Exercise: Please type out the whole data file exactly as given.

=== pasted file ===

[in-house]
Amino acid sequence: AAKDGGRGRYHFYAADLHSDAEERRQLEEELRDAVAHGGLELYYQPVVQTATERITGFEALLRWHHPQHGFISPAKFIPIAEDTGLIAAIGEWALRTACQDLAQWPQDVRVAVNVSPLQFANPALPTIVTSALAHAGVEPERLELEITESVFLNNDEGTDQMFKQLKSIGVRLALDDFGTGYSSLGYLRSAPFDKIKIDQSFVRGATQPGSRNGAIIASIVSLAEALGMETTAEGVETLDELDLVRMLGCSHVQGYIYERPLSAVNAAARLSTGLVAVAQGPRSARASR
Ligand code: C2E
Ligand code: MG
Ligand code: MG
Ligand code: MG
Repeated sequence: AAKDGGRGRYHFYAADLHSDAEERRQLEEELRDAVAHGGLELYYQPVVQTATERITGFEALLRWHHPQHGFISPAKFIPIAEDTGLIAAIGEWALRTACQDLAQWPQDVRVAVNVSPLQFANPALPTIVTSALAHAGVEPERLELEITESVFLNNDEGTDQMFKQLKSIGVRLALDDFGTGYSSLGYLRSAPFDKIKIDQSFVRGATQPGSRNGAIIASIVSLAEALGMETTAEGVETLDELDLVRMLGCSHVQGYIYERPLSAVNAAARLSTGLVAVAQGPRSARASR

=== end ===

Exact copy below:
[in-house]
Amino acid sequence: AAKDGGRGRYHFYAADLHSDAEERRQLEEELRDAVAHGGLELYYQPVVQTATERITGFEALLRWHHPQHGFISPAKFIPIAEDTGLIAAIGEWALRTACQDLAQWPQDVRVAVNVSPLQFANPALPTIVTSALAHAGVEPERLELEITESVFLNNDEGTDQMFKQLKSIGVRLALDDFGTGYSSLGYLRSAPFDKIKIDQSFVRGATQPGSRNGAIIASIVSLAEALGMETTAEGVETLDELDLVRMLGCSHVQGYIYERPLSAVNAAARLSTGLVAVAQGPRSARASR
Ligand code: C2E
Ligand code: MG
Ligand code: MG
Ligand code: MG
Repeated sequence: AAKDGGRGRYHFYAADLHSDAEERRQLEEELRDAVAHGGLELYYQPVVQTATERITGFEALLRWHHPQHGFISPAKFIPIAEDTGLIAAIGEWALRTACQDLAQWPQDVRVAVNVSPLQFANPALPTIVTSALAHAGVEPERLELEITESVFLNNDEGTDQMFKQLKSIGVRLALDDFGTGYSSLGYLRSAPFDKIKIDQSFVRGATQPGSRNGAIIASIVSLAEALGMETTAEGVETLDELDLVRMLGCSHVQGYIYERPLSAVNAAARLSTGLVAVAQGPRSARASR